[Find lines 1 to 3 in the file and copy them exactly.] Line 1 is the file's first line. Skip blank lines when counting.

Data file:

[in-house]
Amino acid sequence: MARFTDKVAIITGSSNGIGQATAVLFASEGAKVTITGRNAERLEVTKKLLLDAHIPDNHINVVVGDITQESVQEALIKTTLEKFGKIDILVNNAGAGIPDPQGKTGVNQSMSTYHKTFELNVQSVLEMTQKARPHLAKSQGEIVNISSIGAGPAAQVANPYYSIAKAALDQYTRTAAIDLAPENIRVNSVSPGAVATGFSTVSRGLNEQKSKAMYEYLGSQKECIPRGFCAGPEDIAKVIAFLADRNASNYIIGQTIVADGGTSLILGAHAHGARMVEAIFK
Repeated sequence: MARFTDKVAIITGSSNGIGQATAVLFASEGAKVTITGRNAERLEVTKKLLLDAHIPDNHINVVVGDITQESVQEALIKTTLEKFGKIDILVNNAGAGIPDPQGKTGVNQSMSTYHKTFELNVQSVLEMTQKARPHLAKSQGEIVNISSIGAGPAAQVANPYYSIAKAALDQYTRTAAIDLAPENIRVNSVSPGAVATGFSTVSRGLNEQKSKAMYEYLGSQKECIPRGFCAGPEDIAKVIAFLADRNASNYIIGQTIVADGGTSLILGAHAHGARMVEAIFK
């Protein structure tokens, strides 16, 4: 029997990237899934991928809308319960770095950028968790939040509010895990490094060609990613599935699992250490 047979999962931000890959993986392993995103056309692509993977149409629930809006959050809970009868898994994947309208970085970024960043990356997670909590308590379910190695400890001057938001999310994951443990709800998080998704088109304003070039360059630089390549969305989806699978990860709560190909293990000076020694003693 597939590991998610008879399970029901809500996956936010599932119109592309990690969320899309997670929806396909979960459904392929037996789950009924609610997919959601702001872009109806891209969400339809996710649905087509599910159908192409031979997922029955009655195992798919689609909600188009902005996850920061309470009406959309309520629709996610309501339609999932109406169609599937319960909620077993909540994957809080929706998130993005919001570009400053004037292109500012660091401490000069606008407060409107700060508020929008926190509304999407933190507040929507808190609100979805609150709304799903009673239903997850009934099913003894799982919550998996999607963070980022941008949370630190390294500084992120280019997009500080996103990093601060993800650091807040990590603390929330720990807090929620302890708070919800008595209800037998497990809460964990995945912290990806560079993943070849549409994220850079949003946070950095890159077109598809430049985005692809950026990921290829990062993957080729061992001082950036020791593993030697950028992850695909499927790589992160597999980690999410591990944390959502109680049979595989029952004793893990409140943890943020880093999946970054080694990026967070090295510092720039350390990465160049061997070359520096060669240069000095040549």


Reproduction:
[in-house]
Amino acid sequence: MARFTDKVAIITGSSNGIGQATAVLFASEGAKVTITGRNAERLEVTKKLLLDAHIPDNHINVVVGDITQESVQEALIKTTLEKFGKIDILVNNAGAGIPDPQGKTGVNQSMSTYHKTFELNVQSVLEMTQKARPHLAKSQGEIVNISSIGAGPAAQVANPYYSIAKAALDQYTRTAAIDLAPENIRVNSVSPGAVATGFSTVSRGLNEQKSKAMYEYLGSQKECIPRGFCAGPEDIAKVIAFLADRNASNYIIGQTIVADGGTSLILGAHAHGARMVEAIFK
Repeated sequence: MARFTDKVAIITGSSNGIGQATAVLFASEGAKVTITGRNAERLEVTKKLLLDAHIPDNHINVVVGDITQESVQEALIKTTLEKFGKIDILVNNAGAGIPDPQGKTGVNQSMSTYHKTFELNVQSVLEMTQKARPHLAKSQGEIVNISSIGAGPAAQVANPYYSIAKAALDQYTRTAAIDLAPENIRVNSVSPGAVATGFSTVSRGLNEQKSKAMYEYLGSQKECIPRGFCAGPEDIAKVIAFLADRNASNYIIGQTIVADGGTSLILGAHAHGARMVEAIFK